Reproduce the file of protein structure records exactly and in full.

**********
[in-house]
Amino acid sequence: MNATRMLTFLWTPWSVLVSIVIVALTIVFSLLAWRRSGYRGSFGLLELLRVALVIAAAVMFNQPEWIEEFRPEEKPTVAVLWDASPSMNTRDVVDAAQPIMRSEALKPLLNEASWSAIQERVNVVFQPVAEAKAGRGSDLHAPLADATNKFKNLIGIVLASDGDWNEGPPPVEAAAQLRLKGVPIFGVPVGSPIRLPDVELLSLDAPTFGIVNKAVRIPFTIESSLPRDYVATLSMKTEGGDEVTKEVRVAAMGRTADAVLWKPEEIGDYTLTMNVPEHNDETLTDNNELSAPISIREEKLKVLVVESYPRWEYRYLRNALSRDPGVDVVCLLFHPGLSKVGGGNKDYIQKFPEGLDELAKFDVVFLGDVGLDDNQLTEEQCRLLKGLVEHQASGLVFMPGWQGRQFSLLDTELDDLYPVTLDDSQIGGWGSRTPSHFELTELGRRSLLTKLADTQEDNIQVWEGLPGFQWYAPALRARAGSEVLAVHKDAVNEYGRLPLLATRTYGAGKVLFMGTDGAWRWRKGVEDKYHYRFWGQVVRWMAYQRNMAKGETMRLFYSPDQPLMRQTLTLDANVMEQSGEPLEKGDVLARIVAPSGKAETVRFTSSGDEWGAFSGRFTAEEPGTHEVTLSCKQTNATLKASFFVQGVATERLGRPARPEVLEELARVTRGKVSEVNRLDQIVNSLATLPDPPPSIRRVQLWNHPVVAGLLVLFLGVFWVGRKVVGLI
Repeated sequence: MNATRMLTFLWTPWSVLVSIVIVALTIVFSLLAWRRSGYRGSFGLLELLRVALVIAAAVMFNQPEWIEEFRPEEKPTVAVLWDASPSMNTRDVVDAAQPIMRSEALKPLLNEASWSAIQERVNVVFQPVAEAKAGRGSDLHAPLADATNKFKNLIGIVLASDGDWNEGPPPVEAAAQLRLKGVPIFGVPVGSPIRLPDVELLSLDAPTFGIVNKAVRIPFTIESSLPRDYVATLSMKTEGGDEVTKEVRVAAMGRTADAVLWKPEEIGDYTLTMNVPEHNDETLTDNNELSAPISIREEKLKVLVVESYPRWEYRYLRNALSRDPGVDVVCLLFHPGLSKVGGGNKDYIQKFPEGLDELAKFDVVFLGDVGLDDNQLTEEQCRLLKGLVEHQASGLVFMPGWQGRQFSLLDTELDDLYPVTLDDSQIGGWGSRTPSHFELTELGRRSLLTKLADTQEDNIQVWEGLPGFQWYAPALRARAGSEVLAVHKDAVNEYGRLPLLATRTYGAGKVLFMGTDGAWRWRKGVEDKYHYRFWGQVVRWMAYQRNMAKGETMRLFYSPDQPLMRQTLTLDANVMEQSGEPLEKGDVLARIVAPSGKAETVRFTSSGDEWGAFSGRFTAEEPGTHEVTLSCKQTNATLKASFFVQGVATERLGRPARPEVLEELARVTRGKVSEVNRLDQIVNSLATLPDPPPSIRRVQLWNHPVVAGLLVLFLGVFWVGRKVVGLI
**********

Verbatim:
[in-house]
Amino acid sequence: MNATRMLTFLWTPWSVLVSIVIVALTIVFSLLAWRRSGYRGSFGLLELLRVALVIAAAVMFNQPEWIEEFRPEEKPTVAVLWDASPSMNTRDVVDAAQPIMRSEALKPLLNEASWSAIQERVNVVFQPVAEAKAGRGSDLHAPLADATNKFKNLIGIVLASDGDWNEGPPPVEAAAQLRLKGVPIFGVPVGSPIRLPDVELLSLDAPTFGIVNKAVRIPFTIESSLPRDYVATLSMKTEGGDEVTKEVRVAAMGRTADAVLWKPEEIGDYTLTMNVPEHNDETLTDNNELSAPISIREEKLKVLVVESYPRWEYRYLRNALSRDPGVDVVCLLFHPGLSKVGGGNKDYIQKFPEGLDELAKFDVVFLGDVGLDDNQLTEEQCRLLKGLVEHQASGLVFMPGWQGRQFSLLDTELDDLYPVTLDDSQIGGWGSRTPSHFELTELGRRSLLTKLADTQEDNIQVWEGLPGFQWYAPALRARAGSEVLAVHKDAVNEYGRLPLLATRTYGAGKVLFMGTDGAWRWRKGVEDKYHYRFWGQVVRWMAYQRNMAKGETMRLFYSPDQPLMRQTLTLDANVMEQSGEPLEKGDVLARIVAPSGKAETVRFTSSGDEWGAFSGRFTAEEPGTHEVTLSCKQTNATLKASFFVQGVATERLGRPARPEVLEELARVTRGKVSEVNRLDQIVNSLATLPDPPPSIRRVQLWNHPVVAGLLVLFLGVFWVGRKVVGLI
Repeated sequence: MNATRMLTFLWTPWSVLVSIVIVALTIVFSLLAWRRSGYRGSFGLLELLRVALVIAAAVMFNQPEWIEEFRPEEKPTVAVLWDASPSMNTRDVVDAAQPIMRSEALKPLLNEASWSAIQERVNVVFQPVAEAKAGRGSDLHAPLADATNKFKNLIGIVLASDGDWNEGPPPVEAAAQLRLKGVPIFGVPVGSPIRLPDVELLSLDAPTFGIVNKAVRIPFTIESSLPRDYVATLSMKTEGGDEVTKEVRVAAMGRTADAVLWKPEEIGDYTLTMNVPEHNDETLTDNNELSAPISIREEKLKVLVVESYPRWEYRYLRNALSRDPGVDVVCLLFHPGLSKVGGGNKDYIQKFPEGLDELAKFDVVFLGDVGLDDNQLTEEQCRLLKGLVEHQASGLVFMPGWQGRQFSLLDTELDDLYPVTLDDSQIGGWGSRTPSHFELTELGRRSLLTKLADTQEDNIQVWEGLPGFQWYAPALRARAGSEVLAVHKDAVNEYGRLPLLATRTYGAGKVLFMGTDGAWRWRKGVEDKYHYRFWGQVVRWMAYQRNMAKGETMRLFYSPDQPLMRQTLTLDANVMEQSGEPLEKGDVLARIVAPSGKAETVRFTSSGDEWGAFSGRFTAEEPGTHEVTLSCKQTNATLKASFFVQGVATERLGRPARPEVLEELARVTRGKVSEVNRLDQIVNSLATLPDPPPSIRRVQLWNHPVVAGLLVLFLGVFWVGRKVVGLI